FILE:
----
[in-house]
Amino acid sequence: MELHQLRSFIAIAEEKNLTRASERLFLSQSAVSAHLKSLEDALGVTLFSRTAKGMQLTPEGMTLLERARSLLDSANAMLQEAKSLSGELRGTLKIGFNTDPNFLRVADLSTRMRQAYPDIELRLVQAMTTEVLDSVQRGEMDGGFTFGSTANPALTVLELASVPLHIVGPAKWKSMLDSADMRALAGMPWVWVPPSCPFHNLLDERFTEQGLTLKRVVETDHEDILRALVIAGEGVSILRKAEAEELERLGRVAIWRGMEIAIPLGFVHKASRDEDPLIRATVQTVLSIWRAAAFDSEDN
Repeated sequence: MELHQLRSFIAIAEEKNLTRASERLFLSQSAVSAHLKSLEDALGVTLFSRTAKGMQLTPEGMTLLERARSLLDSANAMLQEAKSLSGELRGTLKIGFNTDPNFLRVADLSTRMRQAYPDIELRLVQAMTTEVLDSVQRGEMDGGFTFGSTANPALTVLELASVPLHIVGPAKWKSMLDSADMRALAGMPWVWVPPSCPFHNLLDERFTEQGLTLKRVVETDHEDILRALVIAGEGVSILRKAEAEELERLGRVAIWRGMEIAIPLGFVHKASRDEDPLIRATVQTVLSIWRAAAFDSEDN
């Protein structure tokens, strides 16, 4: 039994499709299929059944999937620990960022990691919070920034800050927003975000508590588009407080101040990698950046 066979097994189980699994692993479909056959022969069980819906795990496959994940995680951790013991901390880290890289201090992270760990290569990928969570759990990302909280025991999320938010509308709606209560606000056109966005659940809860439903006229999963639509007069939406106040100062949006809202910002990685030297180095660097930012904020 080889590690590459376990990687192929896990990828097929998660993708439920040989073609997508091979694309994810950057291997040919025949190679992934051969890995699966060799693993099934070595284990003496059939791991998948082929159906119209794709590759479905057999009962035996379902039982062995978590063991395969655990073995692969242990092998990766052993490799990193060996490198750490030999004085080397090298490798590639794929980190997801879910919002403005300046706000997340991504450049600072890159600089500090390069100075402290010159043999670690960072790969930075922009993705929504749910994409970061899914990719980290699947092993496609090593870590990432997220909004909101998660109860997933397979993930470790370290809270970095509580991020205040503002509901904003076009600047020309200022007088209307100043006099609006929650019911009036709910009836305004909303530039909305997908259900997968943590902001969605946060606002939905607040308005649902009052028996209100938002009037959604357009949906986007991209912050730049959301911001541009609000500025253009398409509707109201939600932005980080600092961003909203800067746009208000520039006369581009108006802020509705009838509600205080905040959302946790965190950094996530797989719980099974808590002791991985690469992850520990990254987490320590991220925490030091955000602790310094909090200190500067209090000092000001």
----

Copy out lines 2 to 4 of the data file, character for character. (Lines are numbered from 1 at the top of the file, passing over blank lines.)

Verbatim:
Amino acid sequence: MELHQLRSFIAIAEEKNLTRASERLFLSQSAVSAHLKSLEDALGVTLFSRTAKGMQLTPEGMTLLERARSLLDSANAMLQEAKSLSGELRGTLKIGFNTDPNFLRVADLSTRMRQAYPDIELRLVQAMTTEVLDSVQRGEMDGGFTFGSTANPALTVLELASVPLHIVGPAKWKSMLDSADMRALAGMPWVWVPPSCPFHNLLDERFTEQGLTLKRVVETDHEDILRALVIAGEGVSILRKAEAEELERLGRVAIWRGMEIAIPLGFVHKASRDEDPLIRATVQTVLSIWRAAAFDSEDN
Repeated sequence: MELHQLRSFIAIAEEKNLTRASERLFLSQSAVSAHLKSLEDALGVTLFSRTAKGMQLTPEGMTLLERARSLLDSANAMLQEAKSLSGELRGTLKIGFNTDPNFLRVADLSTRMRQAYPDIELRLVQAMTTEVLDSVQRGEMDGGFTFGSTANPALTVLELASVPLHIVGPAKWKSMLDSADMRALAGMPWVWVPPSCPFHNLLDERFTEQGLTLKRVVETDHEDILRALVIAGEGVSILRKAEAEELERLGRVAIWRGMEIAIPLGFVHKASRDEDPLIRATVQTVLSIWRAAAFDSEDN
């Protein structure tokens, strides 16, 4: 039994499709299929059944999937620990960022990691919070920034800050927003975000508590588009407080101040990698950046 066979097994189980699994692993479909056959022969069980819906795990496959994940995680951790013991901390880290890289201090992270760990290569990928969570759990990302909280025991999320938010509308709606209560606000056109966005659940809860439903006229999963639509007069939406106040100062949006809202910002990685030297180095660097930012904020 080889590690590459376990990687192929896990990828097929998660993708439920040989073609997508091979694309994810950057291997040919025949190679992934051969890995699966060799693993099934070595284990003496059939791991998948082929159906119209794709590759479905057999009962035996379902039982062995978590063991395969655990073995692969242990092998990766052993490799990193060996490198750490030999004085080397090298490798590639794929980190997801879910919002403005300046706000997340991504450049600072890159600089500090390069100075402290010159043999670690960072790969930075922009993705929504749910994409970061899914990719980290699947092993496609090593870590990432997220909004909101998660109860997933397979993930470790370290809270970095509580991020205040503002509901904003076009600047020309200022007088209307100043006099609006929650019911009036709910009836305004909303530039909305997908259900997968943590902001969605946060606002939905607040308005649902009052028996209100938002009037959604357009949906986007991209912050730049959301911001541009609000500025253009398409509707109201939600932005980080600092961003909203800067746009208000520039006369581009108006802020509705009838509600205080905040959302946790965190950094996530797989719980099974808590002791991985690469992850520990990254987490320590991220925490030091955000602790310094909090200190500067209090000092000001």